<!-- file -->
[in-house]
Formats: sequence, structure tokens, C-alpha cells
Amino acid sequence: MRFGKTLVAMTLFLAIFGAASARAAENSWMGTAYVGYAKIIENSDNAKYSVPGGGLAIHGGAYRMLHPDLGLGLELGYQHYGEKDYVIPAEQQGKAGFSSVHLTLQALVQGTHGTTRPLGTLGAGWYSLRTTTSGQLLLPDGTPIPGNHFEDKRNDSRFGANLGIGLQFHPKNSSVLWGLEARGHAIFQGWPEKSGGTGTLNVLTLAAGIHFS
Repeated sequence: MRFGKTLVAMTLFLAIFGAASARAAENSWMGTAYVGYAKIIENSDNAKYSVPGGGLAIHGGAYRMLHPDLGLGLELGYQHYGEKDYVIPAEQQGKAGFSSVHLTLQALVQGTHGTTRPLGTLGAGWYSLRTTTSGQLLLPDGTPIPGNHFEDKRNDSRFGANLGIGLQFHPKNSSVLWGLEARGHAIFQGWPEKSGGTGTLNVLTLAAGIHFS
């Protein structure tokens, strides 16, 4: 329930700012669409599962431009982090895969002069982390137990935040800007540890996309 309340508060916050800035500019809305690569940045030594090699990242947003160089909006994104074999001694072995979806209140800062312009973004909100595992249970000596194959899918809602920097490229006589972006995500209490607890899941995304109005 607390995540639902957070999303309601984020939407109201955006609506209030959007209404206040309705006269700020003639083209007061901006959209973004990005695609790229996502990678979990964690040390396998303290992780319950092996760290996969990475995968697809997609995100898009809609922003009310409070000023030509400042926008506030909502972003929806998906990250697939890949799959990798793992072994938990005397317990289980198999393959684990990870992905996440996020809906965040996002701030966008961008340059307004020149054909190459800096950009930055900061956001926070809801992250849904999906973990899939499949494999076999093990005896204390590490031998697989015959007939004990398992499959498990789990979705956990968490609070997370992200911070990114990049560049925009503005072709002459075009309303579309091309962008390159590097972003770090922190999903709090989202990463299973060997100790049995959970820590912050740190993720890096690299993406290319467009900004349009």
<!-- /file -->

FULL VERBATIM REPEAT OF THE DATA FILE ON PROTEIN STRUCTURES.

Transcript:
[in-house]
Formats: sequence, structure tokens, C-alpha cells
Amino acid sequence: MRFGKTLVAMTLFLAIFGAASARAAENSWMGTAYVGYAKIIENSDNAKYSVPGGGLAIHGGAYRMLHPDLGLGLELGYQHYGEKDYVIPAEQQGKAGFSSVHLTLQALVQGTHGTTRPLGTLGAGWYSLRTTTSGQLLLPDGTPIPGNHFEDKRNDSRFGANLGIGLQFHPKNSSVLWGLEARGHAIFQGWPEKSGGTGTLNVLTLAAGIHFS
Repeated sequence: MRFGKTLVAMTLFLAIFGAASARAAENSWMGTAYVGYAKIIENSDNAKYSVPGGGLAIHGGAYRMLHPDLGLGLELGYQHYGEKDYVIPAEQQGKAGFSSVHLTLQALVQGTHGTTRPLGTLGAGWYSLRTTTSGQLLLPDGTPIPGNHFEDKRNDSRFGANLGIGLQFHPKNSSVLWGLEARGHAIFQGWPEKSGGTGTLNVLTLAAGIHFS
């Protein structure tokens, strides 16, 4: 329930700012669409599962431009982090895969002069982390137990935040800007540890996309 309340508060916050800035500019809305690569940045030594090699990242947003160089909006994104074999001694072995979806209140800062312009973004909100595992249970000596194959899918809602920097490229006589972006995500209490607890899941995304109005 607390995540639902957070999303309601984020939407109201955006609506209030959007209404206040309705006269700020003639083209007061901006959209973004990005695609790229996502990678979990964690040390396998303290992780319950092996760290996969990475995968697809997609995100898009809609922003009310409070000023030509400042926008506030909502972003929806998906990250697939890949799959990798793992072994938990005397317990289980198999393959684990990870992905996440996020809906965040996002701030966008961008340059307004020149054909190459800096950009930055900061956001926070809801992250849904999906973990899939499949494999076999093990005896204390590490031998697989015959007939004990398992499959498990789990979705956990968490609070997370992200911070990114990049560049925009503005072709002459075009309303579309091309962008390159590097972003770090922190999903709090989202990463299973060997100790049995959970820590912050740190993720890096690299993406290319467009900004349009």